According to the report, augmented reality refers to “the layering of data over 3D spaces to produce a new experience of the world, sometimes referred to as ‘blended reality’, amplifies access to information, bringing new opportunities for learning.” Meanwhile, virtual reality is a term that refers to “computer-generated environments that simulate the physical presence of people and objects to generate realistic sensory experiences.” While augmented reality and virtual reality have traditionally been used in the consumer sector, they are increasingly being seen as tools that can facilitate more thorough understanding in learning environments. The report references Google Cardboard, which is a headset that can be attached to a smartphone. With this technology combination, students can make their own virtual reality content. The report added that educators are paying attention because it is readily accessible and versatile.
Markerspaces is a term that describes the response to the question about “how to renovate or re-purpose classrooms and labs to address the needs of the future,” notes the report. They involve workshop situations in, among other places, education institutions, and they allow people to work collaboratively in a hands-on environment. Essentially, these environments provide a location where participants can take part in self-directed projects that trigger their creativity, that help them to figure out their interests, and that set them on the path towards continuous learning throughout their lives.
Technologies to Look For: Time-to-Adoption of Four to Five Years
According to the report, there are two critical developments in education technology for higher education that have a time-to-adoption time frame of four to five years. These include, one, affective computing and, two, robotics.
Affective computing is a term that holds that people are capable of programming machines to identity, translate, process, and mimic a wide range of human emotions. This is possible courtesy of technology that has helped computers to possess “humanlike understanding” courtesy of strategies like connecting a video camera to register “facial cues and gestures that work in conjunction with an algorithm that detects and interprets these interactions.” This technology has applications for higher learning, according to the report. For instance, it could be used in tutoring situations. For instance, a computerized tutor could get a student back on track if the student ever gives off facial cues that suggest that he or she is bored.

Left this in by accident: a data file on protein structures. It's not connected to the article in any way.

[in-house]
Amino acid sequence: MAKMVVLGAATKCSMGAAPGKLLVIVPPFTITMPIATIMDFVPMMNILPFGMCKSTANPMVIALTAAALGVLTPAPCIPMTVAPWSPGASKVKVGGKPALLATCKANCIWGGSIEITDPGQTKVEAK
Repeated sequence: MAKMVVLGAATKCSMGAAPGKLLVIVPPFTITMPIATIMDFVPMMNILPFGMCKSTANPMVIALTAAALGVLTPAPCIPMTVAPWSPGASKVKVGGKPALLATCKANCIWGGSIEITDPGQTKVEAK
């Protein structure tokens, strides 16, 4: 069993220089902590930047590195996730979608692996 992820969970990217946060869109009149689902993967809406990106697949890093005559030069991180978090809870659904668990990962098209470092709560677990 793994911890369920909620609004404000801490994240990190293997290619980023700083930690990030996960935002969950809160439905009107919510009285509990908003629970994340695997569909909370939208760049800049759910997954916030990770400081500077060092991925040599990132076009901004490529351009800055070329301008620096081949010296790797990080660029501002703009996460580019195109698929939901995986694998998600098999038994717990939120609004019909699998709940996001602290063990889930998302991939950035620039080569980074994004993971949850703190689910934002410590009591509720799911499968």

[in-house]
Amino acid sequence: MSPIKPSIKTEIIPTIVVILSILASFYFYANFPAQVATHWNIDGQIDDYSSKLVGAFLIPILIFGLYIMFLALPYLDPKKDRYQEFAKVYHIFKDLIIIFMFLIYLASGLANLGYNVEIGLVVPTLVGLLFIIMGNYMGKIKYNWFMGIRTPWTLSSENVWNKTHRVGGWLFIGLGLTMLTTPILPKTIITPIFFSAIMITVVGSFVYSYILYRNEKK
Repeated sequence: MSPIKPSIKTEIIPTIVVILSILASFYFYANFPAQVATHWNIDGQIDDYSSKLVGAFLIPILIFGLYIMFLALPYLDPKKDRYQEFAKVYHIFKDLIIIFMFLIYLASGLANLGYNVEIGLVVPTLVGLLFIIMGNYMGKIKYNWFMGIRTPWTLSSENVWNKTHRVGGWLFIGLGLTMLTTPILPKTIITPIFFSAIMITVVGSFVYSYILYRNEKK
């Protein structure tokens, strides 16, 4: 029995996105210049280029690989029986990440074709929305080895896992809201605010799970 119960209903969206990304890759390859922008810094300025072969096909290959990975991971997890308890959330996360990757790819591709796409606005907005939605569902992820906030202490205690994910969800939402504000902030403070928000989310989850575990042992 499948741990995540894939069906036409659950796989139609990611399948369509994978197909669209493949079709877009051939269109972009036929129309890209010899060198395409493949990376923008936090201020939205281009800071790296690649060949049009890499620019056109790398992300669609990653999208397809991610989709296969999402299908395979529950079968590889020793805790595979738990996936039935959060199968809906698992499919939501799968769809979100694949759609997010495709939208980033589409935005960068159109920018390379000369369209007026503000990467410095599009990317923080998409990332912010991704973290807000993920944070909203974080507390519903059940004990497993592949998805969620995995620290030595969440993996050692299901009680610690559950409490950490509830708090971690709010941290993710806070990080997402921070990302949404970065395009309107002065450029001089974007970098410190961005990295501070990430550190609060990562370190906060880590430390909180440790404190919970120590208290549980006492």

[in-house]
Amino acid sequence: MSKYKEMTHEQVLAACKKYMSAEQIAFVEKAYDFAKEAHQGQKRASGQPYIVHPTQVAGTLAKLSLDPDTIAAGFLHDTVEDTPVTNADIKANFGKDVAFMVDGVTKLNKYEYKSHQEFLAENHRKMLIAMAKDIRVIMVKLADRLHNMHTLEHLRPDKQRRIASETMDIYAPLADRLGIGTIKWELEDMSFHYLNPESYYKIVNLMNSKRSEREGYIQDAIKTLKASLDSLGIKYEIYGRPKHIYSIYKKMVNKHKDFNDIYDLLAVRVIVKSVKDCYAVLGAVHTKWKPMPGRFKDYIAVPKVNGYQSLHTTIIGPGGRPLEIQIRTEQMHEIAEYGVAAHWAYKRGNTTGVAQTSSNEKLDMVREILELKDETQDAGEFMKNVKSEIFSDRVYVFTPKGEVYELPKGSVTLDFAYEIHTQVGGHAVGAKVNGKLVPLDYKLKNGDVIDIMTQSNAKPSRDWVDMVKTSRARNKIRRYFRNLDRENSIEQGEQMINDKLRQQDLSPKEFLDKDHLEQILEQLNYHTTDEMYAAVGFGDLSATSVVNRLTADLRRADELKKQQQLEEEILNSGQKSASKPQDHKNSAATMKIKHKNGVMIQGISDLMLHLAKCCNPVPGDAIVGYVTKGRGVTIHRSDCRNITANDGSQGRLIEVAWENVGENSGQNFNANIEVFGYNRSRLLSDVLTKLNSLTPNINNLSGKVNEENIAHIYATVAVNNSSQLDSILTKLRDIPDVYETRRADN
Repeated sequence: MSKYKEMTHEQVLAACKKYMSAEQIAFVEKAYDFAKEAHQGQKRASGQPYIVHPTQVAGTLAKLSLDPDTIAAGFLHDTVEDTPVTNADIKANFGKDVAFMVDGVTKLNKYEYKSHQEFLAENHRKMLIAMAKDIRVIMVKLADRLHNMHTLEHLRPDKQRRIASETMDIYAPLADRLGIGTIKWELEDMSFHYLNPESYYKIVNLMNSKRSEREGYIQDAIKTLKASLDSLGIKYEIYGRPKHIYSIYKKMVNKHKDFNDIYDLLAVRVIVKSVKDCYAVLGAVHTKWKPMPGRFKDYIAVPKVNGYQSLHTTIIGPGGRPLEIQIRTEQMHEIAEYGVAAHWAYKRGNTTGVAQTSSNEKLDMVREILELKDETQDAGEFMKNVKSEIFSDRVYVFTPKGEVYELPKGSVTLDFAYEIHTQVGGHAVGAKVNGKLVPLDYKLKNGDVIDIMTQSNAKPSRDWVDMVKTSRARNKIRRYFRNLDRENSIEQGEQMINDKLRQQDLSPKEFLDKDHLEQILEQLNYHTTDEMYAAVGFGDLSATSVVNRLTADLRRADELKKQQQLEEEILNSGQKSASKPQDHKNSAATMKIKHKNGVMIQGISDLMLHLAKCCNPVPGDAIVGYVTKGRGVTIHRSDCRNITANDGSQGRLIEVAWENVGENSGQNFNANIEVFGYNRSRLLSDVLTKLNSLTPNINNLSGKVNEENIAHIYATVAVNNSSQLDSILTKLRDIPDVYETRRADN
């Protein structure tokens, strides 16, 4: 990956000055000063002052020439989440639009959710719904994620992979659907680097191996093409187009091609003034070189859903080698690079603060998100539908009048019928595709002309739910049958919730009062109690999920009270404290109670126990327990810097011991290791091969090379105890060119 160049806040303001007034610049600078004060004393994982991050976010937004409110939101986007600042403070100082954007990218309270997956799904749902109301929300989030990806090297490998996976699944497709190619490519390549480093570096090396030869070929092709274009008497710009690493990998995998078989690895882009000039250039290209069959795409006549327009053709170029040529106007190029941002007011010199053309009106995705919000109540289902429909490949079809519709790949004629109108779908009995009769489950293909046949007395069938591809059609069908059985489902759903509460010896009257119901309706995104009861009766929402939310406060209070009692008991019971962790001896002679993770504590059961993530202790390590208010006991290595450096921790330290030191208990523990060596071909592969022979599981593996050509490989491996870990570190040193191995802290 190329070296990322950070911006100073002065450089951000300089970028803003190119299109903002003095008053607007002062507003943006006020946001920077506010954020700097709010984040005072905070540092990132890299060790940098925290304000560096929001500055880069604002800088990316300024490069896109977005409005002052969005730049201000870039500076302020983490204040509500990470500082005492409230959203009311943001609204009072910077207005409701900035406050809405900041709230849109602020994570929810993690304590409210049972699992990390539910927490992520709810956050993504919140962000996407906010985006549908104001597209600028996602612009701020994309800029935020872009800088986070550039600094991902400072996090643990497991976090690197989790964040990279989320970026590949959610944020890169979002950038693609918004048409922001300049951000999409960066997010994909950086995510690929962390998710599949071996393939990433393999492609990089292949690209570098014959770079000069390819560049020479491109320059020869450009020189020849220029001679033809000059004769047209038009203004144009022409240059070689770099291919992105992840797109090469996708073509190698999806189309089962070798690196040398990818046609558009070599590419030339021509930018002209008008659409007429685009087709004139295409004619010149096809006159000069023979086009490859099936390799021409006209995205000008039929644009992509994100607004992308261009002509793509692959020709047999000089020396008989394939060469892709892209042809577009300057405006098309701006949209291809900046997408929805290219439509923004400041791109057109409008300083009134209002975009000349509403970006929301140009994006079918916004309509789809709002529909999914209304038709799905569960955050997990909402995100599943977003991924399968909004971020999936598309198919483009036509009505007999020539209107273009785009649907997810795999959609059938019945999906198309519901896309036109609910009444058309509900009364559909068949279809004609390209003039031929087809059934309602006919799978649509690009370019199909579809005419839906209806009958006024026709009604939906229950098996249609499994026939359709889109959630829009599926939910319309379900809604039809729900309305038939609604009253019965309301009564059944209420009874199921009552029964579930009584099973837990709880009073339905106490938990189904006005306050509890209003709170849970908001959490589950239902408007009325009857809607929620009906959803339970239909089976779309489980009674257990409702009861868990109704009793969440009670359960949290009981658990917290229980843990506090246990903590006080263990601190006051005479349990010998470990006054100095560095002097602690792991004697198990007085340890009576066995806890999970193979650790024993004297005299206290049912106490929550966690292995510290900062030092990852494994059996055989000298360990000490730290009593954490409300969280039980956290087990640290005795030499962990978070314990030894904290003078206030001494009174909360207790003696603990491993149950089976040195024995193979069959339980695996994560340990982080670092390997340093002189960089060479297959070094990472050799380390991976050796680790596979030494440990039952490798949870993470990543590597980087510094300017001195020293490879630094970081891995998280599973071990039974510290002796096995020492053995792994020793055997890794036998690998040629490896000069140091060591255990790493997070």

While it could take at least another four years before robotics can become mainstream, the report notes that “its potential uses are starting to gain traction, especially in the medical field.” It adds, moreover, that robots can be used to assist people with spectrum disorders to ultimately improve enhanced communication skills and social mannerisms.
As you can see, there are some interesting and exciting emerging technologies in learning. Some of them will undoubtedly manifest themselves in and out of the classroom as you complete your studies. So it makes sense to know a little about what these technologies are any how they could impact your learning experience.
Author info: Vera Marie Reed is freelance writer living in Glendale, California. This mother of two specializes in education and parenting content. When she’s not delivering expert advice, you can find her reading, writing, arts, going to museums and doing craft projects with her children. Reach her on Twitter @VMReed